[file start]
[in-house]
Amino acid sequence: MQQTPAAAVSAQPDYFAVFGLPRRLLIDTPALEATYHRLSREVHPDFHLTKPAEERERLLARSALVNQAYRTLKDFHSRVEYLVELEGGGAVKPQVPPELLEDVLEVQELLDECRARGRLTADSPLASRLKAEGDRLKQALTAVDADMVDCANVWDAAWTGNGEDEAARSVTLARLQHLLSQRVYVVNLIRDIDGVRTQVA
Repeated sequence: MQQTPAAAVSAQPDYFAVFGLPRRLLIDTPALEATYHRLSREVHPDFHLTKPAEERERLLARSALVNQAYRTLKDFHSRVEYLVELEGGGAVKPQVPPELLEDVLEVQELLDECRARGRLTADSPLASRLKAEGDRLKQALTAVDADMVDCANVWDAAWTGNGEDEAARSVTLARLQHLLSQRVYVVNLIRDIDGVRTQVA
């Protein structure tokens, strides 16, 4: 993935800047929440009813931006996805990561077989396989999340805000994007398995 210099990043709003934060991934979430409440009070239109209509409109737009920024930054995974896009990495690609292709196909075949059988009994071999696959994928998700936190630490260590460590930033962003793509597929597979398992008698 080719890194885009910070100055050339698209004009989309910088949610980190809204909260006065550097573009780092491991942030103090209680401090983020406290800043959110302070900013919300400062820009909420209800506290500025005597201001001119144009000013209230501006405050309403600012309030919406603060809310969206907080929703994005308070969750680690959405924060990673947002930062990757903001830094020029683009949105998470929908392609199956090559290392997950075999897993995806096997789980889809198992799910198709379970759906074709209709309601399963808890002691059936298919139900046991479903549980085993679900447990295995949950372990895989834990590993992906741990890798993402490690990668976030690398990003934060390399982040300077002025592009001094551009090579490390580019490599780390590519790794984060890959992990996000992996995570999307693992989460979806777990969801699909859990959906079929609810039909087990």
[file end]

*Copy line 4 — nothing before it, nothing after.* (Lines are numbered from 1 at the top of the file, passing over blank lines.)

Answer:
């Protein structure tokens, strides 16, 4: 993935800047929440009813931006996805990561077989396989999340805000994007398995 210099990043709003934060991934979430409440009070239109209509409109737009920024930054995974896009990495690609292709196909075949059988009994071999696959994928998700936190630490260590460590930033962003793509597929597979398992008698 080719890194885009910070100055050339698209004009989309910088949610980190809204909260006065550097573009780092491991942030103090209680401090983020406290800043959110302070900013919300400062820009909420209800506290500025005597201001001119144009000013209230501006405050309403600012309030919406603060809310969206907080929703994005308070969750680690959405924060990673947002930062990757903001830094020029683009949105998470929908392609199956090559290392997950075999897993995806096997789980889809198992799910198709379970759906074709209709309601399963808890002691059936298919139900046991479903549980085993679900447990295995949950372990895989834990590993992906741990890798993402490690990668976030690398990003934060390399982040300077002025592009001094551009090579490390580019490599780390590519790794984060890959992990996000992996995570999307693992989460979806777990969801699909859990959906079929609810039909087990």